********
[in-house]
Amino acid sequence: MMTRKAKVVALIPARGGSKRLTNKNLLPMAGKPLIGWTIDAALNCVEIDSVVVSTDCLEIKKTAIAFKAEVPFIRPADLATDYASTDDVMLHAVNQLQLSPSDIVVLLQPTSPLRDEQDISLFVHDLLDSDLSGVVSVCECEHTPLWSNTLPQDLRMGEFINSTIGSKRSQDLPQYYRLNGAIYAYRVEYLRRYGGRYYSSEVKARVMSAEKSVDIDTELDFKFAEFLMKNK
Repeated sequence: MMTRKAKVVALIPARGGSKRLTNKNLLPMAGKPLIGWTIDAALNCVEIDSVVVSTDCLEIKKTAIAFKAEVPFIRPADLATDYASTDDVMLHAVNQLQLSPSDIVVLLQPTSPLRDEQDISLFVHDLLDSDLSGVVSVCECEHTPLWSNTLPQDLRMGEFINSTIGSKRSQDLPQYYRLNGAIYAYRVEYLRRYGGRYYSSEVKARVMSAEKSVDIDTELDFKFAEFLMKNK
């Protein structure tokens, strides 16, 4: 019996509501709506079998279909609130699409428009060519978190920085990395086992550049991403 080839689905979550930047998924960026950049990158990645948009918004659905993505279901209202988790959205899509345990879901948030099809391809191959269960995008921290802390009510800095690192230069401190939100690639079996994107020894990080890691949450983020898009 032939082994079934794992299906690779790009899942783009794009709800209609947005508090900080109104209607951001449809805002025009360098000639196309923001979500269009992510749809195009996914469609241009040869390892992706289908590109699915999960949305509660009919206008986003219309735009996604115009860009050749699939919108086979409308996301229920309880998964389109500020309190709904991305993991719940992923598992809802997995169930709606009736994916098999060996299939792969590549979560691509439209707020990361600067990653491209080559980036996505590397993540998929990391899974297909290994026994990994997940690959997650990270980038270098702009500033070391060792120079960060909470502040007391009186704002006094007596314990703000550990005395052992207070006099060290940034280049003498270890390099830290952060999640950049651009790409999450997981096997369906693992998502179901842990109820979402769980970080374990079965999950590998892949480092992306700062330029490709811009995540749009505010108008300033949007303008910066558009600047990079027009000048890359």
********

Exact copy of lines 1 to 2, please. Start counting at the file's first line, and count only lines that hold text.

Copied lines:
[in-house]
Amino acid sequence: MMTRKAKVVALIPARGGSKRLTNKNLLPMAGKPLIGWTIDAALNCVEIDSVVVSTDCLEIKKTAIAFKAEVPFIRPADLATDYASTDDVMLHAVNQLQLSPSDIVVLLQPTSPLRDEQDISLFVHDLLDSDLSGVVSVCECEHTPLWSNTLPQDLRMGEFINSTIGSKRSQDLPQYYRLNGAIYAYRVEYLRRYGGRYYSSEVKARVMSAEKSVDIDTELDFKFAEFLMKNK